When drought in the U.S. is mentioned, the first thing that comes to most people’s minds is the West, Southwest, and California in particular. There’s good reason for this. It’s been in the news every year. The rampant wildfires are terrible and spectacular. But the main threat of drought is to agriculture. California is the key to having nice things on our dinner tables. California produces 71 percent of the lettuce in the U.S, 90 percent of the strawberries, 99 percent of the garlic, 99 percent of the almonds, 99 percent of the grapes and world-class wines, and cantaloupes, watermelon, citrus, onions, celery, on and on. If we count the West Coast states, add apples, pears, cherries, and more.

Important as all that is to having nice things on the table, the meat and potatoes (literally), grains, and animal feed do not come from California. They come primarily from the middle of the country. The farmlands from Idaho, Montana, the Dakotas, Iowa, Nebraska, to Texas produce vast amounts of the staple foods we eat. In addition to feeding ourselves, the U.S. literally feeds the world.

How does all this stuff get where it’s going? Well, the United States was lucky. It came with a built-in railroad: the Mississippi River System.

Mississippi River System showing the Mississippi River and tributaries that are used for shipping purposes.

175 million (!) tons of freight a year is shipped on the Upper Mississippi system alone. For perspective, that’s 20,000 to 30,000 loaded freight trains. Not freight cars, freight trains.

Then we come to the Lower Mississippi and exports. The Port of South Louisiana handles 500 million tons of freight each year. Ninety-two percent of U.S. agricultural exports pass through the Port of South Louisiana. This is 78 percent of the world’s exports of feed, soybeans, livestock, and hogs. Sixty percent of the world’s exported grain passes down the Mississippi to the Port of South Louisiana. For perspective, that’s sitting by a railroad track and watching 25,000 loaded freight cars go by every single day. That’s not even possible on a single track.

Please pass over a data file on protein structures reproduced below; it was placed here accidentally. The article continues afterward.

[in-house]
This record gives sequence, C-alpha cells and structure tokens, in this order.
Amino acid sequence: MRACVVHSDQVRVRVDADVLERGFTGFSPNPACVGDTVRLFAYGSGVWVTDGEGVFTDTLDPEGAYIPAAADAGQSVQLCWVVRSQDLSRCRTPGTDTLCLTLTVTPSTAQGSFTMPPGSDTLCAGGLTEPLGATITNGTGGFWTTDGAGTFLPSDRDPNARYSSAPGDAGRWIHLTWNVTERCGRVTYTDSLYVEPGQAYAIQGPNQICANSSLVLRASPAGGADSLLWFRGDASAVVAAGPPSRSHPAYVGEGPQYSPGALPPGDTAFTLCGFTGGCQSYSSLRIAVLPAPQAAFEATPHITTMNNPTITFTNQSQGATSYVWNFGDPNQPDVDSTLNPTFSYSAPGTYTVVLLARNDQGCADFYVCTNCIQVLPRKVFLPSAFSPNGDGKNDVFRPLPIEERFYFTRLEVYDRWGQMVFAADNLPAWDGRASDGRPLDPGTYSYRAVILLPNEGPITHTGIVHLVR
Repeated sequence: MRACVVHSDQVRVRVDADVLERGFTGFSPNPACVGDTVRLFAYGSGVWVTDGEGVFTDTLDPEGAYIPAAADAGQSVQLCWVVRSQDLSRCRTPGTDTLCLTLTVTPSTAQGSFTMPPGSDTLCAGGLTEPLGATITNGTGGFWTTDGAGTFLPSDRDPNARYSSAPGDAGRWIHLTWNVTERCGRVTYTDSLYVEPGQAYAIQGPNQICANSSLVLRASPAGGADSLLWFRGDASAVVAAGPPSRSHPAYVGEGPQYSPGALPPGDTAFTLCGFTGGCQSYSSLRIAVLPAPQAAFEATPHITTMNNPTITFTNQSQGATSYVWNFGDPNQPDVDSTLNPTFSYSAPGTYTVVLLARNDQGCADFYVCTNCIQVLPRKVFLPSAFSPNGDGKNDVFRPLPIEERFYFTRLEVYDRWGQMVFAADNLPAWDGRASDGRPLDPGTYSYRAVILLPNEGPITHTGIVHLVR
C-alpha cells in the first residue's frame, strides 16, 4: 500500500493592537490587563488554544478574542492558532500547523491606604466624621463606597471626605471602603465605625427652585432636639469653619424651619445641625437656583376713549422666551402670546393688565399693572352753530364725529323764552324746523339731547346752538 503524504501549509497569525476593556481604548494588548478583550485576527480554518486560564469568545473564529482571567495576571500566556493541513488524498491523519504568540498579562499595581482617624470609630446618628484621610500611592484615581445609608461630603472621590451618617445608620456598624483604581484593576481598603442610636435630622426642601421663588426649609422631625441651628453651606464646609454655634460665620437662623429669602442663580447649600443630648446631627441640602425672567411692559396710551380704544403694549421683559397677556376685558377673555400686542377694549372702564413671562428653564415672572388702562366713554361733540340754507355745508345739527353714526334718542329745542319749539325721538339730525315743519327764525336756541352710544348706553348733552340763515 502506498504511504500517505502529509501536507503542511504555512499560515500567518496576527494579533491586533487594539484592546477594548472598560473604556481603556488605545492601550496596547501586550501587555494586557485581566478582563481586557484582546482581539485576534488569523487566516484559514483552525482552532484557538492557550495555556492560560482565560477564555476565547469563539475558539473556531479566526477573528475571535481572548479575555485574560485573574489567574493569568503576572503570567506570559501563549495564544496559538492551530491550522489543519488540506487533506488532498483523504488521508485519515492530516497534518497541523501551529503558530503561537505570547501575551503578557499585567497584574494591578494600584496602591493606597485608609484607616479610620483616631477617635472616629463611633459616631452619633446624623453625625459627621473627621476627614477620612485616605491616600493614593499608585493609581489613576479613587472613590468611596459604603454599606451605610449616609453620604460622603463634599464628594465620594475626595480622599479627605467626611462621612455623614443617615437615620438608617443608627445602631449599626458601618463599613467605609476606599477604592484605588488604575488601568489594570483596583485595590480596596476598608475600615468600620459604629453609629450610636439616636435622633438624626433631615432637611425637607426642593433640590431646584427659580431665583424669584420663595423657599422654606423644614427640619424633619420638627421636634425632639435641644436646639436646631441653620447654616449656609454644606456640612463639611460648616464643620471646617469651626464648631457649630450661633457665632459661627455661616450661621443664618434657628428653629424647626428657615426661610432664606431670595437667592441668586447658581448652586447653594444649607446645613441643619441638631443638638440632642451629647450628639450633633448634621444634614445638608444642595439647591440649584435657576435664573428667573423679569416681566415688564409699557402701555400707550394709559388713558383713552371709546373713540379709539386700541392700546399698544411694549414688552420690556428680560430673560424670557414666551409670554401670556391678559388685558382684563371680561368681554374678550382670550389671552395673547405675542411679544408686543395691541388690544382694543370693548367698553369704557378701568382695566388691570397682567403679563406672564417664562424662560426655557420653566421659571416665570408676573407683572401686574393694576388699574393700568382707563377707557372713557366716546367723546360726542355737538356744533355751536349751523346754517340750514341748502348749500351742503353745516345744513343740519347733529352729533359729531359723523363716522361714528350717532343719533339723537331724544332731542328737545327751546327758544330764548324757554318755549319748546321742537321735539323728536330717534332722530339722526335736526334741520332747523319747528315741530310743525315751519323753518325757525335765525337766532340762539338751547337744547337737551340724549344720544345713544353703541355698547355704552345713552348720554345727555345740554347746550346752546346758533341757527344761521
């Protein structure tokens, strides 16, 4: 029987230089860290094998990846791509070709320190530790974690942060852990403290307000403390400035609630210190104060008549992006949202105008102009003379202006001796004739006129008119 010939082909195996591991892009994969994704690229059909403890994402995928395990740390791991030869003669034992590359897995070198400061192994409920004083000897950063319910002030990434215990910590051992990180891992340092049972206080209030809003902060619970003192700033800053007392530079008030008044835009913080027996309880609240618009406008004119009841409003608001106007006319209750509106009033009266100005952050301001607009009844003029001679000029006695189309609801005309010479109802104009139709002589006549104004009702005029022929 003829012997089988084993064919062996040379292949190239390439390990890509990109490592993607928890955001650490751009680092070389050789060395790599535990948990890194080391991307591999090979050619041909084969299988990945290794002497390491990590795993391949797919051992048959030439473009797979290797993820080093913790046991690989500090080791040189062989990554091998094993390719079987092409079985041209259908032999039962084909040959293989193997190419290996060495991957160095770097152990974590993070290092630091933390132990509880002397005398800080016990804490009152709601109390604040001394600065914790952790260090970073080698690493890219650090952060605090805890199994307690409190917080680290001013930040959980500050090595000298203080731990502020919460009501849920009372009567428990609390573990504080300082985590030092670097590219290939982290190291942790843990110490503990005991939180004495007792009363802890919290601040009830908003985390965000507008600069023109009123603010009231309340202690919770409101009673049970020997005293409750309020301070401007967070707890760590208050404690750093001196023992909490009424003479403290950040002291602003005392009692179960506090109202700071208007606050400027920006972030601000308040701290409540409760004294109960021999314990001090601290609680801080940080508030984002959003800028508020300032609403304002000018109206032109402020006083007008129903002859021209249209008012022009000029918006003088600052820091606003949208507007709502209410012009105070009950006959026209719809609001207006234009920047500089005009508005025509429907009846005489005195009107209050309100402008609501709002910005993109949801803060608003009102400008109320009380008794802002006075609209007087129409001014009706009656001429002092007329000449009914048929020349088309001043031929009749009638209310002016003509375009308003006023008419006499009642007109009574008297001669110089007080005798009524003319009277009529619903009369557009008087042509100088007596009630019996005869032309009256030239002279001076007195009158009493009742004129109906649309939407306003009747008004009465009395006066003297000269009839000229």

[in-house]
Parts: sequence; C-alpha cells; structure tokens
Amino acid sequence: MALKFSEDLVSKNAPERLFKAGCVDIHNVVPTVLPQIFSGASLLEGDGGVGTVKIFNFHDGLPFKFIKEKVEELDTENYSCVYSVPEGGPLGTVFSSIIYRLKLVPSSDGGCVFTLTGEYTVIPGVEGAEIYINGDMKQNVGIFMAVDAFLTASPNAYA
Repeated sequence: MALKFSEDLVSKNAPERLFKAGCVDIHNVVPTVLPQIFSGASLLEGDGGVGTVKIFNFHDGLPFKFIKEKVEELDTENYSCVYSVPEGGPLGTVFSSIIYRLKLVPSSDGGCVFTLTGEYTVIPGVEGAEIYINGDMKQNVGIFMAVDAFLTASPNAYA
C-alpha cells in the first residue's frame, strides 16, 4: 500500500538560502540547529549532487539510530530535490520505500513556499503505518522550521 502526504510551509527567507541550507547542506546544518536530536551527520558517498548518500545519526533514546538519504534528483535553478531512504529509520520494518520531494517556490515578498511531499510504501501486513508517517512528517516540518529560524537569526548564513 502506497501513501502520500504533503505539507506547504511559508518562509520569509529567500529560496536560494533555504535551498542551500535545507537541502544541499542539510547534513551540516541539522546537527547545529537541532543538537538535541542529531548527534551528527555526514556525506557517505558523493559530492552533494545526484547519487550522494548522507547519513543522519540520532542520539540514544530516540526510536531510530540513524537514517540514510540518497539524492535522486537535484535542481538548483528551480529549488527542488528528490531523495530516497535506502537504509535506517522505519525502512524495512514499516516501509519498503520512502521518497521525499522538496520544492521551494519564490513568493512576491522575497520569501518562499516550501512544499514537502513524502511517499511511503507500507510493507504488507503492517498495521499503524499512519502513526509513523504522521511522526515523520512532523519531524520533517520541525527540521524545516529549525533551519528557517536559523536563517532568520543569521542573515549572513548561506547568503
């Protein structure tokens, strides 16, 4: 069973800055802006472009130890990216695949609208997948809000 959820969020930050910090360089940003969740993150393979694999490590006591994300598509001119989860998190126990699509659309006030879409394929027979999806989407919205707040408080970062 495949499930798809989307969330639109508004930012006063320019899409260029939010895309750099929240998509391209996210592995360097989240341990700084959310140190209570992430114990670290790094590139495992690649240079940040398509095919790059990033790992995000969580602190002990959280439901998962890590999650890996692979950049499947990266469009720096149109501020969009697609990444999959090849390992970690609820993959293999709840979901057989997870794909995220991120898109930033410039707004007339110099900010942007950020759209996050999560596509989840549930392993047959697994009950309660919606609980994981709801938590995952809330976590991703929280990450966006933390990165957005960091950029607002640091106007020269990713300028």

So what does drought have to do with this? The Mississippi River System drains the central portion of the U.S.A. from Minnesota and Wisconsin to Texas, Montana, Kansas, Nebraska, Ohio, Illinois, Indiana, and so on. Drought is affecting these places too and the first sign of this is the water levels up and down the Mississippi. The water levels got so low this year that the barges that carry freight up and down the river were getting stuck on the bottom and causing traffic jams.

The problem should now be obvious. If low water becomes more frequent, and because of climate change it almost certainly will, it’s a huge problem. One could easily prove the point that the lifeblood of the country flows up and down the Mississippi River System. It’s the main artery. Disruptions here will upset not just agricultural products but every industry that involves heavy river freight starting with fuel oil, crude oil, coal, coke, fertilizer, limestone, iron, cement, and a long list more. The economic effects of this are staggering, not just for the U.S.A. but the world.

Solutions? There aren’t any good ones. One could build rail lines that parallel the river and tributaries, but this is a big project and cannot be done quickly. The land easement problems alone would take decades to sort out in the courts. More dams and locks on the river? This is possible in some few places but is an enormous project that would take decades to implement.

The good news is that scientists have been thinking about this for a long time. In recent decades we have greatly reduced the amount of water we take out of the river and use for irrigation and other purposes that evaporates or otherwise isn’t returned to the river. Since the drainage area of the Mississippi is so large, climate scientists can’t be certain about what’s going to happen at every point along the river. There’s evidence that the change is slow and that this year was an extra dry glitch. We must hope that this is true.

In any case, the Mississippi River problem is one to watch out for in the coming years. It’s a big one.